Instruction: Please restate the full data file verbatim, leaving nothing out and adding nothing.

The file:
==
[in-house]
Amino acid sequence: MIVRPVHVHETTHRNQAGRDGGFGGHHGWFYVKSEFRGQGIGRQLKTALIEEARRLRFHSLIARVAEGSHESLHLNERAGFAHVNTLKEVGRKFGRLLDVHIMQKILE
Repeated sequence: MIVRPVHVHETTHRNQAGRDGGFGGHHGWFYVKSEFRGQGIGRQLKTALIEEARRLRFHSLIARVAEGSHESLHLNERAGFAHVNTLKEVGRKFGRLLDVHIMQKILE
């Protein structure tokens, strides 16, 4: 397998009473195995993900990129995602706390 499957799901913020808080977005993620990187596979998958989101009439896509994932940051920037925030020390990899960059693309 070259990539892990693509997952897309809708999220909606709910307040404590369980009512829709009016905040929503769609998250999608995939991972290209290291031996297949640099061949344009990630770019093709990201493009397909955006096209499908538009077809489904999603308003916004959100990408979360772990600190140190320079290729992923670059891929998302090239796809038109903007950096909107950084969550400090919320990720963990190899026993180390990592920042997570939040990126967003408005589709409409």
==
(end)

[in-house]
Amino acid sequence: MIVRPVHVHETTHRNQAGRDGGFGGHHGWFYVKSEFRGQGIGRQLKTALIEEARRLRFHSLIARVAEGSHESLHLNERAGFAHVNTLKEVGRKFGRLLDVHIMQKILE
Repeated sequence: MIVRPVHVHETTHRNQAGRDGGFGGHHGWFYVKSEFRGQGIGRQLKTALIEEARRLRFHSLIARVAEGSHESLHLNERAGFAHVNTLKEVGRKFGRLLDVHIMQKILE
């Protein structure tokens, strides 16, 4: 397998009473195995993900990129995602706390 499957799901913020808080977005993620990187596979998958989101009439896509994932940051920037925030020390990899960059693309 070259990539892990693509997952897309809708999220909606709910307040404590369980009512829709009016905040929503769609998250999608995939991972290209290291031996297949640099061949344009990630770019093709990201493009397909955006096209499908538009077809489904999603308003916004959100990408979360772990600190140190320079290729992923670059891929998302090239796809038109903007950096909107950084969550400090919320990720963990190899026993180390990592920042997570939040990126967003408005589709409409």